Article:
Beavers come and beavers go

Beaver ponds start small:


and sometimes shrink again as quickly as they started,


leaving wildflowers behind in the enriched and newly sunlit soil:

Allegheny Monkeyflower, Mimulus Ringens
Allegheny Monkeyflower, Mimulus Ringens
Spotted Touch-me-Not, or Jewelweed
Spotted Touch-me-Not, or Jewelweed

Multiple generations can create large wetlands:


and of course open water:


Beavers build and abandon lodges, then reoccupy them a year or two later for no apparent reason. Last year all my beaver ponds were bereft of beavers, but this year they are back. This one was caught by my game camera returning to the lodge with a huge bunch of ferns, perhaps for a family inside:


This one was swimming round in a different larger pond, slapping his tail in warning, but circling back to try and work out where and what we were. Here comes that powerful one-foot long tail:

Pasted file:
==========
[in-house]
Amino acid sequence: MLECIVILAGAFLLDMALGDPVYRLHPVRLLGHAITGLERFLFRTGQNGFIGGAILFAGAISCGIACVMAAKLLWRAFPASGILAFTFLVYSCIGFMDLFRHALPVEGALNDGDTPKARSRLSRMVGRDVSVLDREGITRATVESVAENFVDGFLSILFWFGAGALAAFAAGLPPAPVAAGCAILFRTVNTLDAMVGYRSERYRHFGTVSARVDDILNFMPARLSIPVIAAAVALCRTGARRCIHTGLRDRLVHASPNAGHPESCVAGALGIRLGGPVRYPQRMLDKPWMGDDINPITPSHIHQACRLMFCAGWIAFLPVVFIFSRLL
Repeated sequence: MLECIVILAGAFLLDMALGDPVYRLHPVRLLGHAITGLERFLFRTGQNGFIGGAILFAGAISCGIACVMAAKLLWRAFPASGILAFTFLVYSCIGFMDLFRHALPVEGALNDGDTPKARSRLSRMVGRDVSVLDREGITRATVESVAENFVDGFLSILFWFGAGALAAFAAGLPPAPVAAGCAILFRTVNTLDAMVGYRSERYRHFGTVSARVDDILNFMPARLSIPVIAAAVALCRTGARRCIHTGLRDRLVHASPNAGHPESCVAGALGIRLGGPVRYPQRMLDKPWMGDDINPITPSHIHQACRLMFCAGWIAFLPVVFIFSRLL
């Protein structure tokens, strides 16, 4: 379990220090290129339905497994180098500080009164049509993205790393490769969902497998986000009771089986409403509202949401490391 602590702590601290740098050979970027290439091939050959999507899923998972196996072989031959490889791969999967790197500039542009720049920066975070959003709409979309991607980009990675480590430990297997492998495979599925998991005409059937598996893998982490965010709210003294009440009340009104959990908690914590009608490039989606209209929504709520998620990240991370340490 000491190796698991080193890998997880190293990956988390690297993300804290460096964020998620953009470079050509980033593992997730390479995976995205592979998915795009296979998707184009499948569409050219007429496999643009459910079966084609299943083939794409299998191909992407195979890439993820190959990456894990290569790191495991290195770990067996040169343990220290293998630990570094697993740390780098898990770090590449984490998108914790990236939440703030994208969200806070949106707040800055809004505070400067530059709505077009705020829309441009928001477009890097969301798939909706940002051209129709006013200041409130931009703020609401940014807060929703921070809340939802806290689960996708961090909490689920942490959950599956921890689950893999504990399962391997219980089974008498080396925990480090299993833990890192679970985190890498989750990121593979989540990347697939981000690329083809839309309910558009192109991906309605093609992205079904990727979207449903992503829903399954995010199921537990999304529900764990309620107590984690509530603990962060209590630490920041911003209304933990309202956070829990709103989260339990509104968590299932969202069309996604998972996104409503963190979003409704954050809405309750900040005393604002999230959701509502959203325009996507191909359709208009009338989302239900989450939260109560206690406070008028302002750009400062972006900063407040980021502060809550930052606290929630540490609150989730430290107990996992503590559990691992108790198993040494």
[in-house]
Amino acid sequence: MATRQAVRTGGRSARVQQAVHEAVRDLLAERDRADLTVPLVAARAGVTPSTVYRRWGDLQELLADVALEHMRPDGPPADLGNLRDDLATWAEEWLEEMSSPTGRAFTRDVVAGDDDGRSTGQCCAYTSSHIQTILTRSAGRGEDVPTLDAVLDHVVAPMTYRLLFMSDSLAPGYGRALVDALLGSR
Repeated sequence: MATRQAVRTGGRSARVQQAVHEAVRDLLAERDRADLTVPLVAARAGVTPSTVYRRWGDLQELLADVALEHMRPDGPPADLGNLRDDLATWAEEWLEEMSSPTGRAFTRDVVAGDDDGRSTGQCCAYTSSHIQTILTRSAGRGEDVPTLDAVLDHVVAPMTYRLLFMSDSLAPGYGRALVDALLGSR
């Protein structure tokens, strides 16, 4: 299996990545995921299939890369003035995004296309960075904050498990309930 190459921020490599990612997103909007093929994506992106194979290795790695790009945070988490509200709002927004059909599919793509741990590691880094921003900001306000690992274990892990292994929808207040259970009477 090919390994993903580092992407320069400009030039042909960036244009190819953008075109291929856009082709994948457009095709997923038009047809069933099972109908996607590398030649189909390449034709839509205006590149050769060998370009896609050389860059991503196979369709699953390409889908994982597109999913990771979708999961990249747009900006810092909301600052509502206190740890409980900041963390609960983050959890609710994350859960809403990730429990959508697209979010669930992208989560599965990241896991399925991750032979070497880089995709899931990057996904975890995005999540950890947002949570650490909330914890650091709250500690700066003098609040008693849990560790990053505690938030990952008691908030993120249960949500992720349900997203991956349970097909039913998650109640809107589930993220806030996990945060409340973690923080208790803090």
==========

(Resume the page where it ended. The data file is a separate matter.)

and later a tail-slap with the tail at full stretch in a final salute:


The tail is scaly, and is used as a rudder in swimming. The tail slaps are thought to serve as warnings to family members, and to drive away predators. It is also a place to store fat through the long winter.

PS Sadly, that muscular tail has caught people’s attention for the wrong reasons. Hunters in New England consider the tail a delicacy, and in Poland the tail of the European beaver (a different but pretty similar species) is apparently coveted by some elderly men:







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